Wednesday, August 28, 2019
Did I ever love those books.
I must have read Ravished six to eight thousand times. I can still hear Harriet stomping her foot and snapping, "I was NOT ravished!"
It delighted me to no end.
I still have those books--they started me back down the path into the joys of romance.
For a while, we had a book store near us that would take used paperbacks in trade.
I sucked at that store. The POINT is that you bring all of the paperbacks that you finished reading in, and they give you credit so you can get an entire other bag of them. But every paperback I read was SPECIAL. It was a TREASURE. How could I give it back if I might reread it again?
I loved every word of them.
Right before my MIL passed, she had gone on a giant "simplify my life" kick. Part of it was her new interest in religion, but part of it was that she just didn't like clutter. She liked things simple and everything she needed should have been at her fingertips.
When we were going through her stuff, her shelves were all about genealogy and taxes and property investment--except for one. There was this one shelf dedicated to Grace Burroughs and Bertrice Small.
Seeing that shelf was a hard moment. I mean, I'm a hoarder by nature--but this woman had made simplifying her existence to a one room apartment into an art form, and she still couldn't get rid of those books. They'd all been read until the ink on the spines was flaking, and you could barely make out the titles.
When I first started writing, no matter who was publishing me or what format seemed to be big, I insisted on paperback. Yes, sure, e-books were coming. But a paperback you could hold in your hand. I probably read e-books more now, but I still buy my favorites in paperback. I don't even read them that way, I just stroke their spines and dream.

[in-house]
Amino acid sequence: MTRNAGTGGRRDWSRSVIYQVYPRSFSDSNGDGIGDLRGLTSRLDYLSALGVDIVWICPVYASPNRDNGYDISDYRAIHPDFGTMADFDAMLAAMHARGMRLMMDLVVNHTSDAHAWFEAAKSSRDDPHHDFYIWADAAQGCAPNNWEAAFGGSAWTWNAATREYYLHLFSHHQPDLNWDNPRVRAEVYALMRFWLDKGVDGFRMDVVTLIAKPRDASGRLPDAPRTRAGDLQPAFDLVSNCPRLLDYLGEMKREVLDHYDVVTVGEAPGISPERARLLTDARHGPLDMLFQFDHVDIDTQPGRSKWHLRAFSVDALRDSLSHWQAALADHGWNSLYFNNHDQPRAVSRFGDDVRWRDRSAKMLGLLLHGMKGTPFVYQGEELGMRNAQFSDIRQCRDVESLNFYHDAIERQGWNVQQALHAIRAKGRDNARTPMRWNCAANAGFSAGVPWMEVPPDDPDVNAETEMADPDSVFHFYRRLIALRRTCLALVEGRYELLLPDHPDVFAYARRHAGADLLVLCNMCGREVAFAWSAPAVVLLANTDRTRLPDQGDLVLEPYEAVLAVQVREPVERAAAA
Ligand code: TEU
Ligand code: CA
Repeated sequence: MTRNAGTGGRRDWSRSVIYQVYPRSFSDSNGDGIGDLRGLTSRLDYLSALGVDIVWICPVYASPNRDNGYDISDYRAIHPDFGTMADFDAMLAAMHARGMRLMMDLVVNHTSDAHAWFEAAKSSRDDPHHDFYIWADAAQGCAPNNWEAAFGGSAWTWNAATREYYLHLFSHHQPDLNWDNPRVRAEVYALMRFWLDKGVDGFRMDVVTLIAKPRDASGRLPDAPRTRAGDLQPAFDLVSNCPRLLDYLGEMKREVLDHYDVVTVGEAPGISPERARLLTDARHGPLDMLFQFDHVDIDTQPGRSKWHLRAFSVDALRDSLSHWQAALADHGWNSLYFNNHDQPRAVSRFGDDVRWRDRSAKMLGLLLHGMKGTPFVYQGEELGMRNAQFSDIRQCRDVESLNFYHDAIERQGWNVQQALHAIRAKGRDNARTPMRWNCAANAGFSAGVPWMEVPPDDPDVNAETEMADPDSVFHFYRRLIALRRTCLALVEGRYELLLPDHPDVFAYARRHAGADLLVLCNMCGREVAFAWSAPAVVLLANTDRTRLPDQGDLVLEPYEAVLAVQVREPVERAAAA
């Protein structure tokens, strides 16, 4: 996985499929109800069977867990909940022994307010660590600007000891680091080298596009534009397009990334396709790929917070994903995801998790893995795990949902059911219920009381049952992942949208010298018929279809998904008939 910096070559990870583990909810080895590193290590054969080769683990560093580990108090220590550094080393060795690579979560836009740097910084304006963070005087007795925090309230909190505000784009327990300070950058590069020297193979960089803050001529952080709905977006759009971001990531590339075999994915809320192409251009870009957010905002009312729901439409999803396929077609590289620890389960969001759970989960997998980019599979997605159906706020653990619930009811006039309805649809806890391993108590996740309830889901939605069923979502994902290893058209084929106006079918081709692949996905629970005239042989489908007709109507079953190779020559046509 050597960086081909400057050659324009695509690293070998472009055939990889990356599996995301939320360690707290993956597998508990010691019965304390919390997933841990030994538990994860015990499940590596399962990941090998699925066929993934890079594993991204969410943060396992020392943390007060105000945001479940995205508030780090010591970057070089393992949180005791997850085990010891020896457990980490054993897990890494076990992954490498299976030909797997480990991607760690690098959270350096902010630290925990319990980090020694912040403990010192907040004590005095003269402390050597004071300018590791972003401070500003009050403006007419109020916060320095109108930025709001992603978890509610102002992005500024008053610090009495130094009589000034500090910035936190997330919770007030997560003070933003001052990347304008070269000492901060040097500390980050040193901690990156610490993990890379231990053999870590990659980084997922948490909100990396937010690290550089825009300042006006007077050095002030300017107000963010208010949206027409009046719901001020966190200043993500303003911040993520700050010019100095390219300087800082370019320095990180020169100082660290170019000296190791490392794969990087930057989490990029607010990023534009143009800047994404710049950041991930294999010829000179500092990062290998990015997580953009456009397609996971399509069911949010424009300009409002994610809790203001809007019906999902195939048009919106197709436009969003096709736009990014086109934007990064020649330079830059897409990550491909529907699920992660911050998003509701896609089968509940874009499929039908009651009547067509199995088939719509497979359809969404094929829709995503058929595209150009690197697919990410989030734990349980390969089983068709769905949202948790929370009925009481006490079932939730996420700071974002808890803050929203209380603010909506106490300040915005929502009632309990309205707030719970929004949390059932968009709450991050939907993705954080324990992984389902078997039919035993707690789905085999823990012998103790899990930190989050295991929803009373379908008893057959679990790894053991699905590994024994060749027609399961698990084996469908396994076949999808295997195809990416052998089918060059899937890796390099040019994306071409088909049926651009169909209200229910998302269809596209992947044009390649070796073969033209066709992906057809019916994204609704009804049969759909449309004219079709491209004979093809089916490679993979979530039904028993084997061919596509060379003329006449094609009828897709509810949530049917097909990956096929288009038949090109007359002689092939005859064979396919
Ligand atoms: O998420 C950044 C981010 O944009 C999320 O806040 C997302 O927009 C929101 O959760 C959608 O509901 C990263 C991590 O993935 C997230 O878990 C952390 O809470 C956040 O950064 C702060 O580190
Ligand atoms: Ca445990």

They remind me that getting lost in a book is exactly the same as getting lost in a forest. It's perilous and you're not always sure you can battle your way out and when you do emerge, you are changed somehow, usually for the better.
I dislike this idea that e-books are disposable, eatable like potato chips, with no nutritional value for the brain. I abhor the notion that writers just pump books out like a queen ant plopping pupa and those ants scurry about, appreciable in their volume but not in their character. It's not the format that makes that so--it's a perception I'd love to kill.
I work damned hard to put a little bit of poetry, a little bit of music, in every story I write. There's a moment in every book that is something that has happened to me, or someone I loved. A moment that I want to point to and holler, "IT ME! BE RESPECTFUL! IT ME!"
When I get my copies of books in paperback--particularly mass market paperback--I am reminded once again that the ideas in books are permanent. That books are true and real things. That when someone falls down a rabbit hole and reads a book until dawn, they have had an EXPERIENCE. Of course they can have that experience on Kindle or the Nook--but contrary to what people online believe 90% of discovery still happens in your local book store or library. Having that book there for someone to pick up, browse through, fall into, is like providing a gateway to your heart that only the worthy may pass through.
My bio on amazon (though terribly outdated in SO many ways) always ends with "She'll tell you that any sacrifices, large and small, are worth the urge to write."
That's because being read and savored and being put on the keeper shelf is like sharing your soul with someone--and having them find it good.
Paperbacks may eventually go the way of the dodo--and if we can find a way to recycle e-waste, that'll be fine. But until that day, until everybody reads on their tablet or their phone, until electronics are available to EVERYBODY, ink on paper is a format that has worked for literally thousands of years.
Just touching a paperback gives me a link to all the ideas that have gone on before.